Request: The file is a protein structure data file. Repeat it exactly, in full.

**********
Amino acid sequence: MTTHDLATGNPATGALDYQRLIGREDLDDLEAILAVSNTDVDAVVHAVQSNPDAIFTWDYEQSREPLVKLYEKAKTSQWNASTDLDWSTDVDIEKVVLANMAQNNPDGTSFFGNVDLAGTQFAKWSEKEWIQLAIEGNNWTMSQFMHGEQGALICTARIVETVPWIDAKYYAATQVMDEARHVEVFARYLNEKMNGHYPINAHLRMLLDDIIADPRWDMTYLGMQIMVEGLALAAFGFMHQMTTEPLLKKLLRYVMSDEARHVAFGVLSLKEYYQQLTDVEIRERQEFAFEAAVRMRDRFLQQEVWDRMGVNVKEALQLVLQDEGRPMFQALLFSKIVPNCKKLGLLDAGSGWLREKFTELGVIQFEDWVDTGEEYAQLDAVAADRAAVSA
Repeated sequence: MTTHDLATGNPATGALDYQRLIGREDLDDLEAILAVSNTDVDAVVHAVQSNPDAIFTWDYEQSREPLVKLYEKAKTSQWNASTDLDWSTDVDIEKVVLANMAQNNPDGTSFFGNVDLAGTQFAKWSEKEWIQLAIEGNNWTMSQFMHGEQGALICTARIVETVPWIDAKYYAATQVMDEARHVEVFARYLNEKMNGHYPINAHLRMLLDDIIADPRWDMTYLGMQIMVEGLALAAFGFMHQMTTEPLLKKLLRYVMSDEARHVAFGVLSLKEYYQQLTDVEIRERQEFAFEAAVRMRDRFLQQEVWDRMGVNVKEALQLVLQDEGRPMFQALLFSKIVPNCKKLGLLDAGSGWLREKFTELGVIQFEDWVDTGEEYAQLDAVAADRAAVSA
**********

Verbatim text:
Amino acid sequence: MTTHDLATGNPATGALDYQRLIGREDLDDLEAILAVSNTDVDAVVHAVQSNPDAIFTWDYEQSREPLVKLYEKAKTSQWNASTDLDWSTDVDIEKVVLANMAQNNPDGTSFFGNVDLAGTQFAKWSEKEWIQLAIEGNNWTMSQFMHGEQGALICTARIVETVPWIDAKYYAATQVMDEARHVEVFARYLNEKMNGHYPINAHLRMLLDDIIADPRWDMTYLGMQIMVEGLALAAFGFMHQMTTEPLLKKLLRYVMSDEARHVAFGVLSLKEYYQQLTDVEIRERQEFAFEAAVRMRDRFLQQEVWDRMGVNVKEALQLVLQDEGRPMFQALLFSKIVPNCKKLGLLDAGSGWLREKFTELGVIQFEDWVDTGEEYAQLDAVAADRAAVSA
Repeated sequence: MTTHDLATGNPATGALDYQRLIGREDLDDLEAILAVSNTDVDAVVHAVQSNPDAIFTWDYEQSREPLVKLYEKAKTSQWNASTDLDWSTDVDIEKVVLANMAQNNPDGTSFFGNVDLAGTQFAKWSEKEWIQLAIEGNNWTMSQFMHGEQGALICTARIVETVPWIDAKYYAATQVMDEARHVEVFARYLNEKMNGHYPINAHLRMLLDDIIADPRWDMTYLGMQIMVEGLALAAFGFMHQMTTEPLLKKLLRYVMSDEARHVAFGVLSLKEYYQQLTDVEIRERQEFAFEAAVRMRDRFLQQEVWDRMGVNVKEALQLVLQDEGRPMFQALLFSKIVPNCKKLGLLDAGSGWLREKFTELGVIQFEDWVDTGEEYAQLDAVAADRAAVSA